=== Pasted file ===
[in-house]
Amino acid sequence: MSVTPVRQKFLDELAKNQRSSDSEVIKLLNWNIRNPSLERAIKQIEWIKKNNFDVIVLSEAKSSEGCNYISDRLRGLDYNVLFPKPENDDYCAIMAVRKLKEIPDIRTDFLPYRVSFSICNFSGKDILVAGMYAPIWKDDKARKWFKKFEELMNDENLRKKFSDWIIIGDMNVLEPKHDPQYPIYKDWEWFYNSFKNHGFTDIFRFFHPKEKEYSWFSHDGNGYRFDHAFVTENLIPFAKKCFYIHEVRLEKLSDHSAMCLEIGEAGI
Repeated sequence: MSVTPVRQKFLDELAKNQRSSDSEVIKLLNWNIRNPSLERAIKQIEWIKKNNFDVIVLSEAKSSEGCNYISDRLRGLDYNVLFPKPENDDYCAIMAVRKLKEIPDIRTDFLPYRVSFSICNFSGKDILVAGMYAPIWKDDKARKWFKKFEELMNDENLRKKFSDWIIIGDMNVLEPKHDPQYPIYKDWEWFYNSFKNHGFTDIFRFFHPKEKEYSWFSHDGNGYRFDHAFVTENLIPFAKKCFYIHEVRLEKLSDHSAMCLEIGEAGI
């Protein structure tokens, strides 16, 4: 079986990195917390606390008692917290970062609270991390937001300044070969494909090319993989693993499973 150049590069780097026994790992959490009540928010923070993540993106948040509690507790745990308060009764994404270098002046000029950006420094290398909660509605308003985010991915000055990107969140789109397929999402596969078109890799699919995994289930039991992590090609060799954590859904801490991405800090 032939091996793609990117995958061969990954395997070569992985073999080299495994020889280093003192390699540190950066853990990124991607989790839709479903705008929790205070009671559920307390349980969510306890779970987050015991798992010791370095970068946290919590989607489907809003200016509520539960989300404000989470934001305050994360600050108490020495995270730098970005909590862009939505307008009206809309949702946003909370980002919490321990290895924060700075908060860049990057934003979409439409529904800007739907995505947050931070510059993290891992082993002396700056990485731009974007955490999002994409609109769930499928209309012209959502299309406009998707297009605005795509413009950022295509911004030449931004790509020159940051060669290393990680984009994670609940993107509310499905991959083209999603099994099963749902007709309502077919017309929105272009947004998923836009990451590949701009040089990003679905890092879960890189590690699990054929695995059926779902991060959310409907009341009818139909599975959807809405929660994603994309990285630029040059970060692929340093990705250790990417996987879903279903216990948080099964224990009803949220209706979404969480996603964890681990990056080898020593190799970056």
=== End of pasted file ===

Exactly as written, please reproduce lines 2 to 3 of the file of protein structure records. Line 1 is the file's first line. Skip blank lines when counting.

Amino acid sequence: MSVTPVRQKFLDELAKNQRSSDSEVIKLLNWNIRNPSLERAIKQIEWIKKNNFDVIVLSEAKSSEGCNYISDRLRGLDYNVLFPKPENDDYCAIMAVRKLKEIPDIRTDFLPYRVSFSICNFSGKDILVAGMYAPIWKDDKARKWFKKFEELMNDENLRKKFSDWIIIGDMNVLEPKHDPQYPIYKDWEWFYNSFKNHGFTDIFRFFHPKEKEYSWFSHDGNGYRFDHAFVTENLIPFAKKCFYIHEVRLEKLSDHSAMCLEIGEAGI
Repeated sequence: MSVTPVRQKFLDELAKNQRSSDSEVIKLLNWNIRNPSLERAIKQIEWIKKNNFDVIVLSEAKSSEGCNYISDRLRGLDYNVLFPKPENDDYCAIMAVRKLKEIPDIRTDFLPYRVSFSICNFSGKDILVAGMYAPIWKDDKARKWFKKFEELMNDENLRKKFSDWIIIGDMNVLEPKHDPQYPIYKDWEWFYNSFKNHGFTDIFRFFHPKEKEYSWFSHDGNGYRFDHAFVTENLIPFAKKCFYIHEVRLEKLSDHSAMCLEIGEAGI